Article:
Netflix was the idea given to my partner and myself about how we would increase traffic on the website while also creating an opportunity for a new type of social media. Currently, there are ways to watch content on Netflix at the same time with other users, but only using third party web extensions and apps and with various issues of properly syncing and lag/latency. What this new Netflix feature would hope to accomplish is to not only increase the user base but to provide a much more social way to watch content online and have a way to experience it as a unified event.
With our general statement laid out, we took to the task at hand and started to dissolve how we were going to meet the goals of this project. Some of the ideas we wanted to explore included:
Groups and how those groups are created through its users.
Co-watching movies, commenting and sharing: how often and how desired having more connections would be.
New trends in media consumption, like live-tweeting during a live event and video-series binging.
Time - with how Netflix is currently structured, how would this effect active conversations, or live events?
With how Netflix generally works on a TV or a game console, we decided on a happy medium of choosing a more mobile device, the iPad specifically. The available real estate space on a tablet would likely allow much more room to fit new features instead of a smartphone platform (for the time being). But also for the factor of having something physical to use as text was being added to the new feature, very unlikely a smart TV or a game console would have a readily available device for typing.
Netflix has changed our perception on how we consume streaming content and its fanbase is ever increasing because of it. In order to gauge how we broaden its scope to gain even more followers, we need to inspect how they engage with Netflix beyond the App/Desktop view.
NEEDS & WANTS
Incorporating how we perceive additional features into a video streaming platform goes into a few different methodologies of thought. With this project, there were two main ideas in mind on how to approach this. With an "open" format, it would allow for many users to be huddled into a room and converse with each other during a video. And with a "closed" format, we would have a selected set of users in a sealed off room to watch and discuss its content.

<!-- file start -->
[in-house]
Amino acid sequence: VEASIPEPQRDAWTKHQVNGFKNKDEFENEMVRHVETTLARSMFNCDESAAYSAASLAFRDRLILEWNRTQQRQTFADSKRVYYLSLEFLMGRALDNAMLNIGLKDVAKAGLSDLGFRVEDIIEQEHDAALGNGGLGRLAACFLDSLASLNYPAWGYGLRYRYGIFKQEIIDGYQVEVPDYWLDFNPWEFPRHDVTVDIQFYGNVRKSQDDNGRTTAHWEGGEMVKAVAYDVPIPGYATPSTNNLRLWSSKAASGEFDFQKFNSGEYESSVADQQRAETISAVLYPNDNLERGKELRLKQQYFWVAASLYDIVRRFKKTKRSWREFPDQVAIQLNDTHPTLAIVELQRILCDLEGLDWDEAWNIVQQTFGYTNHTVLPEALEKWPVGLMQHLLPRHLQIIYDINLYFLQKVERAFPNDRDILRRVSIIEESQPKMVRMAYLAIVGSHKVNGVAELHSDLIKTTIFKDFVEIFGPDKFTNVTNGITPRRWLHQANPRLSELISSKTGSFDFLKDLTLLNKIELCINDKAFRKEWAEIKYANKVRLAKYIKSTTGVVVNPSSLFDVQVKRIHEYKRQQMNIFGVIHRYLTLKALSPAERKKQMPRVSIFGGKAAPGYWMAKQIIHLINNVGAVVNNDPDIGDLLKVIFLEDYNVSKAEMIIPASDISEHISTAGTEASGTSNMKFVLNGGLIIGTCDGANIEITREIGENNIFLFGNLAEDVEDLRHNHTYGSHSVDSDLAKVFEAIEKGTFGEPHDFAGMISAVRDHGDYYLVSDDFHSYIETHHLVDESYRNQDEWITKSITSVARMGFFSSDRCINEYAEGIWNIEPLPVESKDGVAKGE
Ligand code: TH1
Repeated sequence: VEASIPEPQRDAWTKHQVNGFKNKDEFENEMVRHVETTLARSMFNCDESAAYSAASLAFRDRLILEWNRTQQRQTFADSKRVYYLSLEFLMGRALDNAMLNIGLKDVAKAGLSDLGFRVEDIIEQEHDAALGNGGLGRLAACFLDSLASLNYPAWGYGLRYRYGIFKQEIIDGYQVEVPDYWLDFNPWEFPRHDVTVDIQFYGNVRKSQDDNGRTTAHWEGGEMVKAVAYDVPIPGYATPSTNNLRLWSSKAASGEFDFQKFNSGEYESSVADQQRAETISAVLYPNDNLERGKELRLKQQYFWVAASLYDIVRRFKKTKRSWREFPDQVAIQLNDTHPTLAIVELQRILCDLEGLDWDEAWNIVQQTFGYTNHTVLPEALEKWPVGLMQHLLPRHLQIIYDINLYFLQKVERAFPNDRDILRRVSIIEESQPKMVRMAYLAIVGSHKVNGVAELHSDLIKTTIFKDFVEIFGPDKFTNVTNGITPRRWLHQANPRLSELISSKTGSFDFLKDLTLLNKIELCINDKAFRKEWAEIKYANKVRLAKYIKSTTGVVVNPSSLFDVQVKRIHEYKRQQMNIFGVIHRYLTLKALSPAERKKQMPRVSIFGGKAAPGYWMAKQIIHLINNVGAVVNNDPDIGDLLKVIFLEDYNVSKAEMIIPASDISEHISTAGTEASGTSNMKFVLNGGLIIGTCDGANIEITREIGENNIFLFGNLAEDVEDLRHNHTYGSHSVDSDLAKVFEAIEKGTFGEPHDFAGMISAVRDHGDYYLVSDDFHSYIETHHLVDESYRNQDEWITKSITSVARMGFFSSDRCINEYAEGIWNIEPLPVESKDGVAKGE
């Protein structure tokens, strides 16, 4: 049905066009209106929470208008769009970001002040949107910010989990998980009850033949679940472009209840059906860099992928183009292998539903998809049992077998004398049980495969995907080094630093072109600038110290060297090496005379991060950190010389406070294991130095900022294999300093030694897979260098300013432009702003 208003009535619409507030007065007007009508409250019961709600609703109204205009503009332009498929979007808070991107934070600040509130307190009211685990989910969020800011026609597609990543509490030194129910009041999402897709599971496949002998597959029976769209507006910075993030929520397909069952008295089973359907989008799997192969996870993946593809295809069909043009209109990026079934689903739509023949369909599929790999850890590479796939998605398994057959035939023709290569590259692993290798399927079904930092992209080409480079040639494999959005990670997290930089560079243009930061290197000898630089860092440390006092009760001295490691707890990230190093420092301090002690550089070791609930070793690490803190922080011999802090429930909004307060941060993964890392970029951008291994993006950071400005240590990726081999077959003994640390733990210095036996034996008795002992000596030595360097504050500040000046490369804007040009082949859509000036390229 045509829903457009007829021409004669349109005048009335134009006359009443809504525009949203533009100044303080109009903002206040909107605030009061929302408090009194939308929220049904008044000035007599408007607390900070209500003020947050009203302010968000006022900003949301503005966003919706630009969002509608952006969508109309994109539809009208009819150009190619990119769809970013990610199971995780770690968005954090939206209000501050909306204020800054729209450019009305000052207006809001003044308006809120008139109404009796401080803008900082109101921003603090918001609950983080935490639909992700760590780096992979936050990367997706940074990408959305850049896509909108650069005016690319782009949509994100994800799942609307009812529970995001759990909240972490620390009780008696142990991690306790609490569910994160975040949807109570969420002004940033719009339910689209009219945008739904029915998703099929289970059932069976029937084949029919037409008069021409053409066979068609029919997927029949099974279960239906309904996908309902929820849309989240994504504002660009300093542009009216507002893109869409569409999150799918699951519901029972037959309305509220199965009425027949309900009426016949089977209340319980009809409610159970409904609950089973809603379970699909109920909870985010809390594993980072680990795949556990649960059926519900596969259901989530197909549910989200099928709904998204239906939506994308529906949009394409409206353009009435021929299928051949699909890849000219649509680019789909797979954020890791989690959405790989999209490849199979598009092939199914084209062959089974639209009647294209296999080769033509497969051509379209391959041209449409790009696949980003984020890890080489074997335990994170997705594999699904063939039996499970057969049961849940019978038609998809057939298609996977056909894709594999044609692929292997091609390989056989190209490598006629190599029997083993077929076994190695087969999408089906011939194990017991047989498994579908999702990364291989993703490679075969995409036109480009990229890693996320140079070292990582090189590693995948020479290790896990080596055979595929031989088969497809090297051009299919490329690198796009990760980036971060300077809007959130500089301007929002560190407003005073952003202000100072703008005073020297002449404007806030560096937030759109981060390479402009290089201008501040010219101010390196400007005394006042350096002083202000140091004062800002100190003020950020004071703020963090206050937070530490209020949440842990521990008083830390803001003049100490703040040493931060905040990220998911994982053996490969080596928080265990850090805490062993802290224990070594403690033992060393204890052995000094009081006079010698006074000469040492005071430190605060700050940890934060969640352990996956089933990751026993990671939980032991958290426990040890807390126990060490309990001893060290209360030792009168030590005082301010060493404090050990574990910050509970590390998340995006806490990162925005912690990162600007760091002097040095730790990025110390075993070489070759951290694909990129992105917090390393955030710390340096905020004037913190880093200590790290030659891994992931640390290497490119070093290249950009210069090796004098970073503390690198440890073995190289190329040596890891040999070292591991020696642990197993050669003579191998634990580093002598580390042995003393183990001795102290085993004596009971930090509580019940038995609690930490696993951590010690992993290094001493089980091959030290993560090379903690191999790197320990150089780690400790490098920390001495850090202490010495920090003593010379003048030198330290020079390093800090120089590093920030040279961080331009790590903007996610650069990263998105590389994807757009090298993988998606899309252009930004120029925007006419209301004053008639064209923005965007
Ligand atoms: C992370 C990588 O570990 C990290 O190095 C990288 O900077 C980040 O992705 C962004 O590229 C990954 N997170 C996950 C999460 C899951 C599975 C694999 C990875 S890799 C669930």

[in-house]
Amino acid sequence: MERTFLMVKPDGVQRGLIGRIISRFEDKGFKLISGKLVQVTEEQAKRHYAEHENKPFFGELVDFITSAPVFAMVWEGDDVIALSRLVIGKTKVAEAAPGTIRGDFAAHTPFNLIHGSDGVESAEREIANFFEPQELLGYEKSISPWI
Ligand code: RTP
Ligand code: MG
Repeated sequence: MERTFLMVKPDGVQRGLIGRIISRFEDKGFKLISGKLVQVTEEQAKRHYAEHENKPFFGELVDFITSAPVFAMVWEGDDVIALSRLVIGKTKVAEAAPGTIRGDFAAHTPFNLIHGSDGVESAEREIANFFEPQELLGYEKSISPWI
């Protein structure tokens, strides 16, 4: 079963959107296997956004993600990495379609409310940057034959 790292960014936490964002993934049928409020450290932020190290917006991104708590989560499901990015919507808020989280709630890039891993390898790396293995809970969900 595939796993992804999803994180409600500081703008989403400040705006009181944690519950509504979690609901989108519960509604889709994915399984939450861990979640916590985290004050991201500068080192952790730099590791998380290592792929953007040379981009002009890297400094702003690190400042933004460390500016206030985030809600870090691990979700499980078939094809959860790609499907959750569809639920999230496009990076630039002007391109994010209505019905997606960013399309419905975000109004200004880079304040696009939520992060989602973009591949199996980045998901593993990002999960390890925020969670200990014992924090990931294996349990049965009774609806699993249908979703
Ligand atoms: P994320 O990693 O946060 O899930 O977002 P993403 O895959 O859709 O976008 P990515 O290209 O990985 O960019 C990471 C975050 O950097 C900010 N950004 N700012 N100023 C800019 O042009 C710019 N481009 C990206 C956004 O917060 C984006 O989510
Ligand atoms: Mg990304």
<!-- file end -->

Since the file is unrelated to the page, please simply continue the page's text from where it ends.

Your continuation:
Once we gathered some data based upon regular users of Netflix through a series of pre-screening and interviews, we started to gather an idea of what we should aim for design wise. With two very different styles of groups to consider, we needed to make sure we had solid personas that would properly represent these types of users and fully understand their needs to progress further. With this in mind, two personas were created to fit our ideas with the open and closed format.
With Personas created and established for our core two users, creating the "Happy Path" was our next goal. These paths are intended to show both high and lows of trying to solve common problems and how our design goal would better help the situation. These are made to be specific to the person at hand and are meant to show many types of thinking while a team designs a product, sometimes the story will solve itself whereas there are times where brand new, overlooked issues might occur instead. Which helps the entire team come to a collective solution to progress forward.
With the introduction of the "User Flow", these work in tandem with the Happy Paths to show how a ideal path to solving the problem will likely go. This does not take into account for error pages or missed steps but for the most ideal and path of least resistence directed goal for our users.
As we hone in more on how we want to cater to the users' needs, we are definitely gaining the idea of how Netflix can use these scenarios to their advantage. With a good picture in mind, we start our work on early wireframes and honing in on the design of how this would be integrated into the existing app.
With these early wireframes, we start to decide on what works best within the existing UI of Netflix's near universal design across platforms. We want to be sure that it is not taking up too much precious screen space for content watching while giving a chance to have users interact with each other.
First Draft Wireframes
Second Draft Wireframes
After much iteration and discussion, a clickable prototype was made with InVision with very positive feedback from test users. From here we look into some of the challenges we encountered with the case study and thoughts on next steps.
Challenges and Solutions
One item we had not taken into consideration with regards to the open parties was how the content would be scheduled. Since Netflix currently uploads a full season at a time when releasing new shows, content would likely need to be staggered in order to avoid spoilers of a show being leaked during a live showing of a new season. Likely a much shorter timeframe of one new episode every few days before the full season is released to the viewing public, having it done on a once a week method like that cable networks do would not be advised since people subscribe to Netflix to get away from that antiquated model.
Another item that was discussed was the inclusion of video chat during the closed sessions. Our prime concern with such a large addition to Netflix's was with available bandwidth from the user's end. While Netflix does have a package that includes 4K video for certain shows and movies, the user would need something along the lines of a fiber-optic connection, a very small percent of total users would have that available to use on hand. That amount of resources would likely be used better for other content and future plans.